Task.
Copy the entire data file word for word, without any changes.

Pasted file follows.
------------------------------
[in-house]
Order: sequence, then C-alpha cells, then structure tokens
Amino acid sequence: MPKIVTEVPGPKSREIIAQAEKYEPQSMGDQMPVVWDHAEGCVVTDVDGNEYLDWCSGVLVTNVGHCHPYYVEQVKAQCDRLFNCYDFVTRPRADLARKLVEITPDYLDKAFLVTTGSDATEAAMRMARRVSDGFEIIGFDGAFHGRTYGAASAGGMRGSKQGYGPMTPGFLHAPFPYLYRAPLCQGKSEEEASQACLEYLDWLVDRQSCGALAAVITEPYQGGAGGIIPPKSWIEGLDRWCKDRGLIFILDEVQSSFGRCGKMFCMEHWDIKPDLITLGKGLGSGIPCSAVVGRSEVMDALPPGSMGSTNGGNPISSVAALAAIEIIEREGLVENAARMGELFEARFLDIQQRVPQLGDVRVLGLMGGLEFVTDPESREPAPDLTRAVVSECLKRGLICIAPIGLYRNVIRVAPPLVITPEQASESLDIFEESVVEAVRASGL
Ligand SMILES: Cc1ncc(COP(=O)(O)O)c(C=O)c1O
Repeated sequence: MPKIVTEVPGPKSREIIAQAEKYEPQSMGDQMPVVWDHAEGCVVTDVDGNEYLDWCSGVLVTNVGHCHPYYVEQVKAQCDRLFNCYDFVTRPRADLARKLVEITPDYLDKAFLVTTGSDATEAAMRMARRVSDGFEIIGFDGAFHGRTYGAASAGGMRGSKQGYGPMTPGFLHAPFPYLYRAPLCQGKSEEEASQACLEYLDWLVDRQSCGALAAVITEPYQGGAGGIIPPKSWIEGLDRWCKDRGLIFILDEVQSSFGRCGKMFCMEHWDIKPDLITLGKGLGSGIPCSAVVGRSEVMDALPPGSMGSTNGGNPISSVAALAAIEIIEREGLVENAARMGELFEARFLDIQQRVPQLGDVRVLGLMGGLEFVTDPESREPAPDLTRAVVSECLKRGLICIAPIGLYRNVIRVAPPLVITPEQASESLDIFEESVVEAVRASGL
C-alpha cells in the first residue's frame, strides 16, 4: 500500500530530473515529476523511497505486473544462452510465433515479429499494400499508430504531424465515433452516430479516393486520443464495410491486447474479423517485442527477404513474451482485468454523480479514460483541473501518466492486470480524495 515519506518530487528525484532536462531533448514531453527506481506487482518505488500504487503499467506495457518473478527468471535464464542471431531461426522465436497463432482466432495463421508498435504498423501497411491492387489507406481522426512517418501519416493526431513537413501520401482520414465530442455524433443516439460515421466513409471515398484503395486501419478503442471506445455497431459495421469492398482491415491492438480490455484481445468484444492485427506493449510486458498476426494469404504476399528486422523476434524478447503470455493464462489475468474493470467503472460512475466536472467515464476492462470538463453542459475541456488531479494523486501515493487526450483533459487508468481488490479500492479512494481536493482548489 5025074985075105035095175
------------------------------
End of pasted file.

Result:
[in-house]
Order: sequence, then C-alpha cells, then structure tokens
Amino acid sequence: MPKIVTEVPGPKSREIIAQAEKYEPQSMGDQMPVVWDHAEGCVVTDVDGNEYLDWCSGVLVTNVGHCHPYYVEQVKAQCDRLFNCYDFVTRPRADLARKLVEITPDYLDKAFLVTTGSDATEAAMRMARRVSDGFEIIGFDGAFHGRTYGAASAGGMRGSKQGYGPMTPGFLHAPFPYLYRAPLCQGKSEEEASQACLEYLDWLVDRQSCGALAAVITEPYQGGAGGIIPPKSWIEGLDRWCKDRGLIFILDEVQSSFGRCGKMFCMEHWDIKPDLITLGKGLGSGIPCSAVVGRSEVMDALPPGSMGSTNGGNPISSVAALAAIEIIEREGLVENAARMGELFEARFLDIQQRVPQLGDVRVLGLMGGLEFVTDPESREPAPDLTRAVVSECLKRGLICIAPIGLYRNVIRVAPPLVITPEQASESLDIFEESVVEAVRASGL
Ligand SMILES: Cc1ncc(COP(=O)(O)O)c(C=O)c1O
Repeated sequence: MPKIVTEVPGPKSREIIAQAEKYEPQSMGDQMPVVWDHAEGCVVTDVDGNEYLDWCSGVLVTNVGHCHPYYVEQVKAQCDRLFNCYDFVTRPRADLARKLVEITPDYLDKAFLVTTGSDATEAAMRMARRVSDGFEIIGFDGAFHGRTYGAASAGGMRGSKQGYGPMTPGFLHAPFPYLYRAPLCQGKSEEEASQACLEYLDWLVDRQSCGALAAVITEPYQGGAGGIIPPKSWIEGLDRWCKDRGLIFILDEVQSSFGRCGKMFCMEHWDIKPDLITLGKGLGSGIPCSAVVGRSEVMDALPPGSMGSTNGGNPISSVAALAAIEIIEREGLVENAARMGELFEARFLDIQQRVPQLGDVRVLGLMGGLEFVTDPESREPAPDLTRAVVSECLKRGLICIAPIGLYRNVIRVAPPLVITPEQASESLDIFEESVVEAVRASGL
C-alpha cells in the first residue's frame, strides 16, 4: 500500500530530473515529476523511497505486473544462452510465433515479429499494400499508430504531424465515433452516430479516393486520443464495410491486447474479423517485442527477404513474451482485468454523480479514460483541473501518466492486470480524495 515519506518530487528525484532536462531533448514531453527506481506487482518505488500504487503499467506495457518473478527468471535464464542471431531461426522465436497463432482466432495463421508498435504498423501497411491492387489507406481522426512517418501519416493526431513537413501520401482520414465530442455524433443516439460515421466513409471515398484503395486501419478503442471506445455497431459495421469492398482491415491492438480490455484481445468484444492485427506493449510486458498476426494469404504476399528486422523476434524478447503470455493464462489475468474493470467503472460512475466536472467515464476492462470538463453542459475541456488531479494523486501515493487526450483533459487508468481488490479500492479512494481536493482548489 5025074985075105035095175